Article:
Friday, 22 October 2010
Road Train - Horror Film Review
Road Train is an Australian horror film filmed in the Australian outback. The film is also known as Road Kill in the USA. The film was released in 2010. Be aware that my opinion on this film seems to be vastly different to the majority of other people!
Road Train starts off very similar to other road trip horrors, most notably Wolf Creek. Four friends are on a trip across the Australian outback. Riding along one day they see a gigantic lorry in their rear view mirror; a road train. Road Trains are giant lorries that have multiple carriages. The road train crashes into the groups car causing it to barrel off the road. Stuck in the middle of nowhere the group see that the road truck has stopped down the road. They decide to confront the lorry driver about what he has done, as well as to get help off him. Arriving at the truck they find it deserted. Sudden gunfire heralds the arrival of a crazed gun man, in panic the quartet leap in the lorry and ride off, but it isn't long before a hypnotic radio signal knocks them all out. They awake to find themselves, and the truck in the middle of nowhere. Things start getting more and more bizarre. The foursome most unravel the secrets of the sinister lorry, and it's secret cargo.
The first 15 minutes of this film feel near identical to Wolf Creek. The daytime location of the Australian outback gives a strong feel to it. When the lorry turns up everything changes. A friend said upon the appearance of the road train 'here comes the bad guy' I replied 'no, actually that's a lorry, I bet the bad guy is inside driving it', but I was proven wrong, the sinister road train seems to be a diabolical thing of evil, able to drive itself, and run on the blood of victims.
Most of the film is set in and around the train. The characters get increasingly brainwashed by the evil, to varying degrees. It has the power to make people want to kill for it. It appears (via inserted images of red eyed dogs) that the train is the physical manifestation of Cerberus; the 3 headed dog guardian to Hell. Other than this nothing is explained, and that's where most the films faults come from. There is no explanation for the origins of the road train, or even what it really is. The train has 2 metal containers, one of these you never discover what is inside of.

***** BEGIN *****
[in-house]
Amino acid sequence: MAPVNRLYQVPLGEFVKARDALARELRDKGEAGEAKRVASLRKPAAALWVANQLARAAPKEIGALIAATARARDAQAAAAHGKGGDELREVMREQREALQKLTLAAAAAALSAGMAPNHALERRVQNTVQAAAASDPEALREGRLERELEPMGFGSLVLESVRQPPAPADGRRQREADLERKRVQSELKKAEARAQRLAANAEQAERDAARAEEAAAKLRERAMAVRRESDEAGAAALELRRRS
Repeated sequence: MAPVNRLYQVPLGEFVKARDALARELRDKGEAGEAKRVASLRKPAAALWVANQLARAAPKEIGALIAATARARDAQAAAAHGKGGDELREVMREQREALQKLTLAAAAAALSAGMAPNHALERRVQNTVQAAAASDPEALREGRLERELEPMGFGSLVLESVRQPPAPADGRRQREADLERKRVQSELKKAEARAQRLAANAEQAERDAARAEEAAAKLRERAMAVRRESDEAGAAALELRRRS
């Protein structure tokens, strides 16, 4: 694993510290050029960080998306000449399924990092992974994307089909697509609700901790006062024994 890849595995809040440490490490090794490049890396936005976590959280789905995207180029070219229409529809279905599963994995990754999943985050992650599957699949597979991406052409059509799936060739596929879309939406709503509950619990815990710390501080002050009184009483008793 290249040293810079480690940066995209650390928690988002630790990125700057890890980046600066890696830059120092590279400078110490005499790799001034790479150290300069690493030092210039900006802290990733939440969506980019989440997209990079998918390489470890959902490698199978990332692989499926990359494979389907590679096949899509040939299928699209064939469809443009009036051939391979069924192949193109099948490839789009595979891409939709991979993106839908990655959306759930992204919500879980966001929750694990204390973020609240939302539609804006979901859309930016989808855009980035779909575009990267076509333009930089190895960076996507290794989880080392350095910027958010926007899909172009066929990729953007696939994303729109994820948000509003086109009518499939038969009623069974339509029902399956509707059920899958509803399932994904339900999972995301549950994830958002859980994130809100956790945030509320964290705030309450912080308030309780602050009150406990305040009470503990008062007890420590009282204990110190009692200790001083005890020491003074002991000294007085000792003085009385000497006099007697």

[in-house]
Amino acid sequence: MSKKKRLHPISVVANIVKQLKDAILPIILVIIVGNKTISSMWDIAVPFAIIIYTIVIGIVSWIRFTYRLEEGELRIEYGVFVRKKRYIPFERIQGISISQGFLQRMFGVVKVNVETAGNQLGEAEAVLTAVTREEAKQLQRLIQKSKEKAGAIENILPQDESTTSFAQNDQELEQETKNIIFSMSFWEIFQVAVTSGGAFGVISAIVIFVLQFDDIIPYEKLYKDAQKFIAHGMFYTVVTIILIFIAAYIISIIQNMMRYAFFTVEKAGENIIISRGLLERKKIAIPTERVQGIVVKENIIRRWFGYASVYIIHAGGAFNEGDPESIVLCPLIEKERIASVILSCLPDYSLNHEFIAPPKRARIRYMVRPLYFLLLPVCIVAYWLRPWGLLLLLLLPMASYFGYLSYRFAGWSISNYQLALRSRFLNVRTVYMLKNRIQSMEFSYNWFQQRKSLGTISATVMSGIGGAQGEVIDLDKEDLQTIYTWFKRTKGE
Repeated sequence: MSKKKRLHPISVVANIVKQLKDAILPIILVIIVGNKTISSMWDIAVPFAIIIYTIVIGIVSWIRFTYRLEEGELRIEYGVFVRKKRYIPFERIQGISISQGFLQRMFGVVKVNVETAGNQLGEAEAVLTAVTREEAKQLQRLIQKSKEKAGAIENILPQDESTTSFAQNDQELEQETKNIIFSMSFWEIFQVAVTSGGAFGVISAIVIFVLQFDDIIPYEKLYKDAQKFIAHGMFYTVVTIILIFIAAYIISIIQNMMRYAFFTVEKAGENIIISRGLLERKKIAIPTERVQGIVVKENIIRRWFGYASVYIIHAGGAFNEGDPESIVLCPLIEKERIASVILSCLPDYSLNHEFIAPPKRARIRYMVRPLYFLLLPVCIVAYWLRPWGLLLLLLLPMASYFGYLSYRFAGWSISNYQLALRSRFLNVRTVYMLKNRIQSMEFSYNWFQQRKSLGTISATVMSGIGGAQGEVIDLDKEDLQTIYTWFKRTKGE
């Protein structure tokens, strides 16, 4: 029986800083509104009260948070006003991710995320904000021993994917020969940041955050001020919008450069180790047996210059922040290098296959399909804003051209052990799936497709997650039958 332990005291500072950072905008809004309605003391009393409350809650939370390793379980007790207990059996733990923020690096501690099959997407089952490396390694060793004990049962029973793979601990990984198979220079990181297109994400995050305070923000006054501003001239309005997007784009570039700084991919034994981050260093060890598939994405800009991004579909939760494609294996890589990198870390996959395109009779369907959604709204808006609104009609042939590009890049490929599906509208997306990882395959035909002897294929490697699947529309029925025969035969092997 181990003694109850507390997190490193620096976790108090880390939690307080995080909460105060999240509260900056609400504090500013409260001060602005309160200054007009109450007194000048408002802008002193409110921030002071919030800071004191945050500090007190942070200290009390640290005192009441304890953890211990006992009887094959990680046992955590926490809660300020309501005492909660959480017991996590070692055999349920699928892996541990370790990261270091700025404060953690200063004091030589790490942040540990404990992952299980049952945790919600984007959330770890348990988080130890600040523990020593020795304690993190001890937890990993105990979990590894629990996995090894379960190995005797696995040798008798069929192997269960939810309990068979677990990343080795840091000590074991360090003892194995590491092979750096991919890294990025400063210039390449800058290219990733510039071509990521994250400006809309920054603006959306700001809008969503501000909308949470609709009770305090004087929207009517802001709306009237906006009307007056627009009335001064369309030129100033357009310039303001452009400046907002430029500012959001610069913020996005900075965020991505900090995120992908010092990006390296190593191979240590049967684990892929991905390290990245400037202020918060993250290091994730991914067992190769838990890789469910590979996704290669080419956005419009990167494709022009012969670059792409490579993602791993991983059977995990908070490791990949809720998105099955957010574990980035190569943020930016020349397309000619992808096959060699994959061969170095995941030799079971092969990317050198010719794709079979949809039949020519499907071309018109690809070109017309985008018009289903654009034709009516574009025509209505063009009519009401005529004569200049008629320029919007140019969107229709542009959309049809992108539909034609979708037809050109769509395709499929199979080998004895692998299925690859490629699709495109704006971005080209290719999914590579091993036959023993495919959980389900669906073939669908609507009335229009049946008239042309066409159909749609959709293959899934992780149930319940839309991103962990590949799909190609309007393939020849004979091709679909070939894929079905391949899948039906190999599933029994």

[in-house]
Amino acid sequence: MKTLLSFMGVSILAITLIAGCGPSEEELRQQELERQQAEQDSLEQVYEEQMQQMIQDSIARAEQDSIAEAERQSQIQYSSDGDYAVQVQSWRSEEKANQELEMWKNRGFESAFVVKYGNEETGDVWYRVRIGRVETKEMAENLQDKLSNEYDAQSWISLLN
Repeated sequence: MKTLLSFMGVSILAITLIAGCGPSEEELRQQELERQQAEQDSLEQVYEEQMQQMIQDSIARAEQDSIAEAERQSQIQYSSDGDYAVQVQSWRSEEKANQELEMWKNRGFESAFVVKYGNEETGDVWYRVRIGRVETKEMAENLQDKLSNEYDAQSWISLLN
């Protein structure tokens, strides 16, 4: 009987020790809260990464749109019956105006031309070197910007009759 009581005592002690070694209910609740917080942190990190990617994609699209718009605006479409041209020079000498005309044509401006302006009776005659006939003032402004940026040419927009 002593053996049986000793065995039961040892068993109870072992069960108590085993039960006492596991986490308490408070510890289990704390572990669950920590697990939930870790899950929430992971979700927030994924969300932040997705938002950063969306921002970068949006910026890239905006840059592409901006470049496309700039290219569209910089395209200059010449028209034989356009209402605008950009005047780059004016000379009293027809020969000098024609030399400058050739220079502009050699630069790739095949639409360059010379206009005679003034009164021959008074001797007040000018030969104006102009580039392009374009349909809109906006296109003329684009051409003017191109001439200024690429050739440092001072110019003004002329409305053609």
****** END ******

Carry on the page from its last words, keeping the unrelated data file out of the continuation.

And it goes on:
There are a lot of plot holes, and mistakes. There is a gun used at various points in the film that appears to have infinite bullets, the ending while obvious never really made any sense, characters manage to warp locations with no explanation, a key plot point of one of the characters seeking out a shack she saw makes no sense as she was unconscious at the time she was supposed to have seen it, and most bizarrely one character finishes his only bottle of water, immediately afterwards he urinates into the empty bottle and tries to drink that, then later throws the urine in someones face who reacts as if it were acid! The acting is also of an average standard, though I do love the Australian accent.
The good points though; the film looks amazing, the natural beauty of the Australian outback brings both a sense of isolation, and wonder to the film. Some of the shots are amazing, one in particular sees a character standing in the centre of the screen with the vast outback stretching into the distance behind him. Quite well directed with good special effects. The films score is also of a mostly high quality, and really fits the tone of the film well, I loved the music used, apart from a bizarre super hero/descent into hell type music that occurs twice involving Craig newly possessed by the train. The plot is also quite unique, there have been other tales of demonic vehicles, but none quite like this one about a Demon lorry from Hell that runs on the blood of innocents!
I really enjoyed the weirdness of this film, it never sticks completely to the conventions you expect, instead morphing constantly. It is certainly a low budget acquired taste, and not for those expecting a scary film, or a traditional one. I found it a lot of fun despite (or maybe due) to its many many flaws.